10 Must-Read STEM Picture Books

STEM: Science, Technology, Engineering and Math

STEM is more than just the current education buzzword. It is teaching our students critical skills that they will use for the rest of their lives.

A few of the benefits of a STEM curriculum include:
  • Inspires creativity
  • Encourages critical thinking
  • Prepares students for future careers in science and technology fields
  • Provides hands-on learning opportunities 
  • Develops a child's natural curiosity 
  • Teaches students how to work collaboratively to solve a problem
One way that librarians can incorporate STEM into their lessons is through picture books. At one time it was difficult to find picture books about engineering or scientists that were not dull and lifeless. Now there are more and more books being published that are engaging, interesting and will hold your students' interest. Below is a list of my top 10 STEM picture books that are a must-have for any library or classroom.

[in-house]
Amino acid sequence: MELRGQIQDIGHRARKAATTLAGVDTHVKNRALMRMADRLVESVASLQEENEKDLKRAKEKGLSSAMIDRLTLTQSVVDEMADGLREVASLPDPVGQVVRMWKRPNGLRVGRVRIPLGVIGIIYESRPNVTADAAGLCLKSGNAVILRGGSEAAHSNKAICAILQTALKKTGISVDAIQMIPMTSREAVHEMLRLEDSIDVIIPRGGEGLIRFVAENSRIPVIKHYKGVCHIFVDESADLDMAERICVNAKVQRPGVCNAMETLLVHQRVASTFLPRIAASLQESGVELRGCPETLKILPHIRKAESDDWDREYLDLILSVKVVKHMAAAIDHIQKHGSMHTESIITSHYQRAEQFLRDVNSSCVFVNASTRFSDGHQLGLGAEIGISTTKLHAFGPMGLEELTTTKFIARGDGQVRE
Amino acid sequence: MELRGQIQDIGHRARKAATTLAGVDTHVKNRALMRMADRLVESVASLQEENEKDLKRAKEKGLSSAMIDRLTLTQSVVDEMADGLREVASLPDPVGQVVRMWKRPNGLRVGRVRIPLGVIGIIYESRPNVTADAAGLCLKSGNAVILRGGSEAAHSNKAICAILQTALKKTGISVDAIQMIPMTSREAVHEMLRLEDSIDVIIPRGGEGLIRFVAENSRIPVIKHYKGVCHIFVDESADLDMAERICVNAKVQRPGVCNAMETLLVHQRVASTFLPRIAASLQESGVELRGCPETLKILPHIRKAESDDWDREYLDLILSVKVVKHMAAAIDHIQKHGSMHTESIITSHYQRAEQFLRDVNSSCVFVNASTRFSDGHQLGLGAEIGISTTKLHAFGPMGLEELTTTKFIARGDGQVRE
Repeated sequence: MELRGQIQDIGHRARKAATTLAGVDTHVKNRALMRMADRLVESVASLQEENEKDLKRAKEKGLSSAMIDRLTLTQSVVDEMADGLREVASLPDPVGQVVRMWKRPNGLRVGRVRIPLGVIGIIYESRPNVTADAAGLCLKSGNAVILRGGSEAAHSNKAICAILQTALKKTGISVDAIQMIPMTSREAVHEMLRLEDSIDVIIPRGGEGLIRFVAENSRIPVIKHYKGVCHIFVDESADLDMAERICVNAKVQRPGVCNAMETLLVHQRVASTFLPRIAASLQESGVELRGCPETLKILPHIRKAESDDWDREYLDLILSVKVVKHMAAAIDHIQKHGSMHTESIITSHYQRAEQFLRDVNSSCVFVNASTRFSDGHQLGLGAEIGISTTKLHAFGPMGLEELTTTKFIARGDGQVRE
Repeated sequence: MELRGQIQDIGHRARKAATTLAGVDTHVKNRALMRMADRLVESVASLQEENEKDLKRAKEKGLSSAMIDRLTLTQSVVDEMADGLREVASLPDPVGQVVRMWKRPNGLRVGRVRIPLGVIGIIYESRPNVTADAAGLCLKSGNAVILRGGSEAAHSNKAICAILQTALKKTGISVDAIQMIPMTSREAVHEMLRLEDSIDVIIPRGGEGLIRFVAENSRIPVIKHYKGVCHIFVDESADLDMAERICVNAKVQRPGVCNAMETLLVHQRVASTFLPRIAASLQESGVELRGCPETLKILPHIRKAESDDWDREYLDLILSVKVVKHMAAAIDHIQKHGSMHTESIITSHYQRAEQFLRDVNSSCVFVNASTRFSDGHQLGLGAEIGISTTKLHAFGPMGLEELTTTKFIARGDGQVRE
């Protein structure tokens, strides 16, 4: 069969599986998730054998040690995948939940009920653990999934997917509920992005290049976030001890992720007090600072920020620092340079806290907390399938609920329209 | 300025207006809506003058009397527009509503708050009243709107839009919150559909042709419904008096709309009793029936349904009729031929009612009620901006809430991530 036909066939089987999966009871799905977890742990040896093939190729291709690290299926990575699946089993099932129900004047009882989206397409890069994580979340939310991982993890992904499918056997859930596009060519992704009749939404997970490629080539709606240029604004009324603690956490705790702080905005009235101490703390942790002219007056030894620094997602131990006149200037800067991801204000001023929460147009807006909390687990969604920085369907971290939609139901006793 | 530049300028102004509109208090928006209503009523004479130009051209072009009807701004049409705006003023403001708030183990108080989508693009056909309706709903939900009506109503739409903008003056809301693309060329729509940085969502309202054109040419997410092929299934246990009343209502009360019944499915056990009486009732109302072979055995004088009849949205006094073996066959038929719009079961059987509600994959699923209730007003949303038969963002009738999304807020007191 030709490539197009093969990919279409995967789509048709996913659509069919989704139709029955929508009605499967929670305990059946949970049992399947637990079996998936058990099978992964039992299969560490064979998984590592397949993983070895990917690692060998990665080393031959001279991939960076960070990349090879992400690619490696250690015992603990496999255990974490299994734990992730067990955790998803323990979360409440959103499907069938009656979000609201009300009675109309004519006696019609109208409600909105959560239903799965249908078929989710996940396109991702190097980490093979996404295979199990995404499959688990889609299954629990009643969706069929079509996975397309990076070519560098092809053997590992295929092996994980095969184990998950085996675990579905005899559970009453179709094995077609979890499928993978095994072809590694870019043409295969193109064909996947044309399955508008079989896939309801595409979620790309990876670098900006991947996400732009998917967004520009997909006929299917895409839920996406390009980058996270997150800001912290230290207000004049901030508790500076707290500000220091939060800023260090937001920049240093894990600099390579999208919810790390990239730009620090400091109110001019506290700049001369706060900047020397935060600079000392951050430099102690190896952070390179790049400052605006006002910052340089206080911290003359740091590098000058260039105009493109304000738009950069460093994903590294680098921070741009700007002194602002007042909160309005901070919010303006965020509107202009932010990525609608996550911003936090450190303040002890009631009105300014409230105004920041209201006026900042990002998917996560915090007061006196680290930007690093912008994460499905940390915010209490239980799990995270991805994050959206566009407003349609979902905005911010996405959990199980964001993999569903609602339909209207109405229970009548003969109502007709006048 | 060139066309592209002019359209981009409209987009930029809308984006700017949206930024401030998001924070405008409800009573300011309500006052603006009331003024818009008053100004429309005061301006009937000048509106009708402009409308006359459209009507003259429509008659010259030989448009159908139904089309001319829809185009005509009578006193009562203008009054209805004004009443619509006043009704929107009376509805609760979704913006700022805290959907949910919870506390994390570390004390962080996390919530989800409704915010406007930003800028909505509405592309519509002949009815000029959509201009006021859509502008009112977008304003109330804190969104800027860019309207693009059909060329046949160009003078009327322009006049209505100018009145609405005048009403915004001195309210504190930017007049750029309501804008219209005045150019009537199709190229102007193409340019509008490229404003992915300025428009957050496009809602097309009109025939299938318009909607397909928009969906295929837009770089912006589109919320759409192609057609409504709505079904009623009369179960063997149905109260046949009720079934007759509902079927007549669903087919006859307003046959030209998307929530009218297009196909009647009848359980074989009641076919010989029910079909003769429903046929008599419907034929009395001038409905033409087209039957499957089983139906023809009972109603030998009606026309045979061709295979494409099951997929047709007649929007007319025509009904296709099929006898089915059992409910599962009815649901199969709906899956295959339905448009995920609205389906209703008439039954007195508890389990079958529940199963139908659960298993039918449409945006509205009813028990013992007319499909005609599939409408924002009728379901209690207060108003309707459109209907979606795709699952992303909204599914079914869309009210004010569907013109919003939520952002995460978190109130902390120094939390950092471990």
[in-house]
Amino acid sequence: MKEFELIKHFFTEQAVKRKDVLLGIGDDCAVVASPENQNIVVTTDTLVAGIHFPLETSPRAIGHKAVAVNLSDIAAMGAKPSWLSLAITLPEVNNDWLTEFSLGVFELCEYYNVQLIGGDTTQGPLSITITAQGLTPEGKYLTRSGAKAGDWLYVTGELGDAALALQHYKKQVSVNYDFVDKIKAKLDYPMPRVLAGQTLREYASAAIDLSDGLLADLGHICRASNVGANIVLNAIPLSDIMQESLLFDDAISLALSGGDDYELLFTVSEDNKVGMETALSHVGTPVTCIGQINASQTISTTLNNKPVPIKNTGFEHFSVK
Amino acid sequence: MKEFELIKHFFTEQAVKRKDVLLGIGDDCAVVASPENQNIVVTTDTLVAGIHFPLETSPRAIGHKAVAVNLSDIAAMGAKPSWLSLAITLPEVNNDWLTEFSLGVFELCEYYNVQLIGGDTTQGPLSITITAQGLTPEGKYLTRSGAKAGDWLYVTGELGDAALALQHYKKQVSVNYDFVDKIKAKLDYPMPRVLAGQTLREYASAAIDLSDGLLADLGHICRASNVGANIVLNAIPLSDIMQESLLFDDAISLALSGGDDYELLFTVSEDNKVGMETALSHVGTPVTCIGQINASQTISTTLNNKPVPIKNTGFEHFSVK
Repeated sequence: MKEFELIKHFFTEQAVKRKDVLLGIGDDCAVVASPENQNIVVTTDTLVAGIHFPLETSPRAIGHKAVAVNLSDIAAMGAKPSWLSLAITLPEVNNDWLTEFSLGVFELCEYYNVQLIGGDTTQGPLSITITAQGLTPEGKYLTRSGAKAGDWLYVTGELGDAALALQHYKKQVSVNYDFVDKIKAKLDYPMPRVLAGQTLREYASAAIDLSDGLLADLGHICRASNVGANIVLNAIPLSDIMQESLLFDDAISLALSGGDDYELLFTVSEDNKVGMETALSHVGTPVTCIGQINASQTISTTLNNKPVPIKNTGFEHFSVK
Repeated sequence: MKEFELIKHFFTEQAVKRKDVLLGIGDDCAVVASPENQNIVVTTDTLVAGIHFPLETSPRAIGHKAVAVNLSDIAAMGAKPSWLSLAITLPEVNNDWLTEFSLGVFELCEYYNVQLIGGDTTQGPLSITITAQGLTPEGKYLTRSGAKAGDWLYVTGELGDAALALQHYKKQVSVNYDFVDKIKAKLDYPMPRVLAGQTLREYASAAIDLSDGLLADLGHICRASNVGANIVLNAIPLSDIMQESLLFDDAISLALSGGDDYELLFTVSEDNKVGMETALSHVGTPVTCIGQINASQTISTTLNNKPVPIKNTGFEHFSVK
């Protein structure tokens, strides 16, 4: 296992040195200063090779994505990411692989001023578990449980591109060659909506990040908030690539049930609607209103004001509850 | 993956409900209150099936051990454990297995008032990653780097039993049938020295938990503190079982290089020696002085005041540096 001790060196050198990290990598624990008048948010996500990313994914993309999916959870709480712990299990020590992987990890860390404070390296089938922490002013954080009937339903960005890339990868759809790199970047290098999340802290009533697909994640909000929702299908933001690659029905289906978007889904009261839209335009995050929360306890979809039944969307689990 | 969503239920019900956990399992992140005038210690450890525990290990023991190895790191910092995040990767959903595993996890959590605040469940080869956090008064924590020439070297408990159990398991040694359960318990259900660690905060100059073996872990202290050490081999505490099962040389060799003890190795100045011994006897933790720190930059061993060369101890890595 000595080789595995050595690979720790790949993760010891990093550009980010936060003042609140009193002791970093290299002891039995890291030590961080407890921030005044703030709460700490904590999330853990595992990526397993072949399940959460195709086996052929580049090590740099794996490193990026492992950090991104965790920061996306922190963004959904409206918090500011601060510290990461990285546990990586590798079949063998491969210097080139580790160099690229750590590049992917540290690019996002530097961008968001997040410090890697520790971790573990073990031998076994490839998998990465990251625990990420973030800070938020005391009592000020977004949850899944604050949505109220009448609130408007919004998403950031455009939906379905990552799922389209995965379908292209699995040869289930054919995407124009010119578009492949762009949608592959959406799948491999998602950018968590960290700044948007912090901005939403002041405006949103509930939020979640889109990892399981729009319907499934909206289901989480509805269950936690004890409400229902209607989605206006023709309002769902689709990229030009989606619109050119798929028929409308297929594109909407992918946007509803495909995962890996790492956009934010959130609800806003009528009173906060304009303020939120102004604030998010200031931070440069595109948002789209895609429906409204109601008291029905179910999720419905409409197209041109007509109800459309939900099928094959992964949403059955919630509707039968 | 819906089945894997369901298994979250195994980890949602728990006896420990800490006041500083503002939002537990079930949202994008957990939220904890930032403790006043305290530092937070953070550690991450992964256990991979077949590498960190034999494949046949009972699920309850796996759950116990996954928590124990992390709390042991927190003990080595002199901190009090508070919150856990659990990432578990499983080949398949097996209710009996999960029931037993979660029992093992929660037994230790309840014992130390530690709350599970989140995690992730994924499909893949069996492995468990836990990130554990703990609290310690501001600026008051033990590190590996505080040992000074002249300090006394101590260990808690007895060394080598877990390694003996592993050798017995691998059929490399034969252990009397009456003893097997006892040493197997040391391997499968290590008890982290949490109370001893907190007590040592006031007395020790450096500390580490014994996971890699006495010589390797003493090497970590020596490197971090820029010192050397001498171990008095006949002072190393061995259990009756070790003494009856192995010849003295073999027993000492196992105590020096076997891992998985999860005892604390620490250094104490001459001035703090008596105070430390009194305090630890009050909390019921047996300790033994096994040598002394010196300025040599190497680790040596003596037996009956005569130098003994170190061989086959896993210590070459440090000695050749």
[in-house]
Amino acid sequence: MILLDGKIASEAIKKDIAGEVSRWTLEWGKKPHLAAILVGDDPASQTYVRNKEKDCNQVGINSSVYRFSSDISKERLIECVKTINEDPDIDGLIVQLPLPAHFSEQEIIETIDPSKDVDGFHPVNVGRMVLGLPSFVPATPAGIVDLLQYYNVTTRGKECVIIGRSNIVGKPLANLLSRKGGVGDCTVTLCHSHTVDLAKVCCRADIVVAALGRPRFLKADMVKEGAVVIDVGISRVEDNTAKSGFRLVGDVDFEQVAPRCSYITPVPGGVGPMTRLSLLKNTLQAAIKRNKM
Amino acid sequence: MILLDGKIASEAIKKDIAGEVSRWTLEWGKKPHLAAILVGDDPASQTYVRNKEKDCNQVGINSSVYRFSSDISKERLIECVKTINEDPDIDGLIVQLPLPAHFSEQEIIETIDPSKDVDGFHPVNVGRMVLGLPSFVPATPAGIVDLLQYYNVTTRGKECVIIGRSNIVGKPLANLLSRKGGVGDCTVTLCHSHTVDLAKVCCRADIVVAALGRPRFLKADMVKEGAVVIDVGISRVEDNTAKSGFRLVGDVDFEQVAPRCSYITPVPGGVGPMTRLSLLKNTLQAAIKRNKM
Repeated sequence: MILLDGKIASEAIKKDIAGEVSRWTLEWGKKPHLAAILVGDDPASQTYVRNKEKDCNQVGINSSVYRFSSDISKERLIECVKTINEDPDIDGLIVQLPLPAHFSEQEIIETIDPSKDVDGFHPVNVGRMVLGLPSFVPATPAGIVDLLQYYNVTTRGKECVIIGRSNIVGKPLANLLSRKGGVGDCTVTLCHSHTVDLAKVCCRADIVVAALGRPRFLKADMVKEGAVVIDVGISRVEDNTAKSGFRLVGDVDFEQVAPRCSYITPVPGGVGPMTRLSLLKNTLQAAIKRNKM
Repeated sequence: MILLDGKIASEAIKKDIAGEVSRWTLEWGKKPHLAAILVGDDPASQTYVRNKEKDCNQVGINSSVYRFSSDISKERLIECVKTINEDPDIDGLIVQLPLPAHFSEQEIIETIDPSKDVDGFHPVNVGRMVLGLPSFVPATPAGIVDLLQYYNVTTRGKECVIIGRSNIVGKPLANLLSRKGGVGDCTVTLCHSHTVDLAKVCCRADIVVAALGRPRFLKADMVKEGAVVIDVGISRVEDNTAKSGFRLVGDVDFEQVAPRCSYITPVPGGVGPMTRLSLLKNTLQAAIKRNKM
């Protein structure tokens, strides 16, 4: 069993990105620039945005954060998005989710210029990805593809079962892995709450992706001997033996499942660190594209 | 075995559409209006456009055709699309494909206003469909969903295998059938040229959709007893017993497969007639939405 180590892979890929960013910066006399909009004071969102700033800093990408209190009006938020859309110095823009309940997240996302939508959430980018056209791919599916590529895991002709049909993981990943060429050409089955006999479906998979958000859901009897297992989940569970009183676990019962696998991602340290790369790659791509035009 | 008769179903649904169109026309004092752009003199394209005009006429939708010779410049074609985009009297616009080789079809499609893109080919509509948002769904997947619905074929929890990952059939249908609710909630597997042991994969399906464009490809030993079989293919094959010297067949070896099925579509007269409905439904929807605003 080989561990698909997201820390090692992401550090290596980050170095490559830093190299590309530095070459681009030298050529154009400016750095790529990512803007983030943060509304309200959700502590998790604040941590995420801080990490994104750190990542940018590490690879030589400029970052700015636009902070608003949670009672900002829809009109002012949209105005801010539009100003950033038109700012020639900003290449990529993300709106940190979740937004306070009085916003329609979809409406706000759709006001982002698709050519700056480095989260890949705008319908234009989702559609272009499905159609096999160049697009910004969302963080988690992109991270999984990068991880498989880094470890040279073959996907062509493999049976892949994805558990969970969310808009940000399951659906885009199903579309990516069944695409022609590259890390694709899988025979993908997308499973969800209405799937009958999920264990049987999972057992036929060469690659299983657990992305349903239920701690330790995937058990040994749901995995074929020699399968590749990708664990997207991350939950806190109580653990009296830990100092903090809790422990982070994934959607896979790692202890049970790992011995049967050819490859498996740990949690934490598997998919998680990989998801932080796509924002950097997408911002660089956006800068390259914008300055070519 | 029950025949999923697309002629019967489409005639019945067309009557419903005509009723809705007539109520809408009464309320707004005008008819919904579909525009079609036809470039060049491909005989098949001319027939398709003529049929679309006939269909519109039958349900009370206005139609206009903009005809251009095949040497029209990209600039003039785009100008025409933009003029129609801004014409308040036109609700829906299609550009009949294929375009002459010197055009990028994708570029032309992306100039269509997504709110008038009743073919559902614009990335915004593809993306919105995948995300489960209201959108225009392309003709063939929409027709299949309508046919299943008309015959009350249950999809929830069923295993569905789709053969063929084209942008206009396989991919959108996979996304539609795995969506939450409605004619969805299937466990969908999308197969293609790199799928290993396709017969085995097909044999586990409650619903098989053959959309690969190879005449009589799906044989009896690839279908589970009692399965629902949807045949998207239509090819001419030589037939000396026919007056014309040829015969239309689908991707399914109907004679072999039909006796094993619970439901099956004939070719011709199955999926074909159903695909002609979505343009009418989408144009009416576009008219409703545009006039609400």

1. Charlotte the Scientist is Squished by Camille Andros.


Charlotte is a curious rabbit scientist. She is not able to work at home because her house is too crowded and she can't focus. So Charlotte applies the scientific method to solve this problem. Her first solution doesn't work out so she tries again until she is successful.

2. The Most Magnificent Thing by Ashley Spires.


A little girl wants to build something magnificent. She thinks it will be easy but she struggles at the task and fails several times. She becomes angry and quits but then her dog helps her to see that she shouldn't give up. She goes back to work and is successful in making her magnificent thing.

3. Rosie Revere, Engineer by Andrea Beaty.


Rosie dreams about becoming an engineer. She spends her time inventing various gadgets and gizmos. Her great-aunt comes to visit Rosie and tells Rosie that she always dreamed of flying. Rosie tries to make this dream come true. And while Rosie is not able to make her aunt fly, she learns an important lesson about perseverance.

4.  Awesome Dawson by Chris Gall.